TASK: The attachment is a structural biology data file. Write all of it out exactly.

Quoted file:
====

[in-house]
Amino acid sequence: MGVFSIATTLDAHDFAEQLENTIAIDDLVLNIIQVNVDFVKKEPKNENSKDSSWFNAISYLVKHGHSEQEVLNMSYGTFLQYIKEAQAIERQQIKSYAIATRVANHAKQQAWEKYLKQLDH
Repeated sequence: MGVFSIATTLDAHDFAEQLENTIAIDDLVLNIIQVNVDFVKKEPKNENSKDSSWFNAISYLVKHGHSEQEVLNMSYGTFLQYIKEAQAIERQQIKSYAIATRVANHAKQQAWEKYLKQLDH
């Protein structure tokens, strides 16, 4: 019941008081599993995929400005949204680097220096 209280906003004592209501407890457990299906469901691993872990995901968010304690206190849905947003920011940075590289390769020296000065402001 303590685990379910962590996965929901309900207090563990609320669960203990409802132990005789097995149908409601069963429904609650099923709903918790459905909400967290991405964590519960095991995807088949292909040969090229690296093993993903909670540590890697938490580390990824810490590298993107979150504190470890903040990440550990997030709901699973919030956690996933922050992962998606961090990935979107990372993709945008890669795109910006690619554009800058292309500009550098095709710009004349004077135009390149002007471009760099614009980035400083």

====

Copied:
[in-house]
Amino acid sequence: MGVFSIATTLDAHDFAEQLENTIAIDDLVLNIIQVNVDFVKKEPKNENSKDSSWFNAISYLVKHGHSEQEVLNMSYGTFLQYIKEAQAIERQQIKSYAIATRVANHAKQQAWEKYLKQLDH
Repeated sequence: MGVFSIATTLDAHDFAEQLENTIAIDDLVLNIIQVNVDFVKKEPKNENSKDSSWFNAISYLVKHGHSEQEVLNMSYGTFLQYIKEAQAIERQQIKSYAIATRVANHAKQQAWEKYLKQLDH
């Protein structure tokens, strides 16, 4: 019941008081599993995929400005949204680097220096 209280906003004592209501407890457990299906469901691993872990995901968010304690206190849905947003920011940075590289390769020296000065402001 303590685990379910962590996965929901309900207090563990609320669960203990409802132990005789097995149908409601069963429904609650099923709903918790459905909400967290991405964590519960095991995807088949292909040969090229690296093993993903909670540590890697938490580390990824810490590298993107979150504190470890903040990440550990997030709901699973919030956690996933922050992962998606961090990935979107990372993709945008890669795109910006690619554009800058292309500009550098095709710009004349004077135009390149002007471009760099614009980035400083």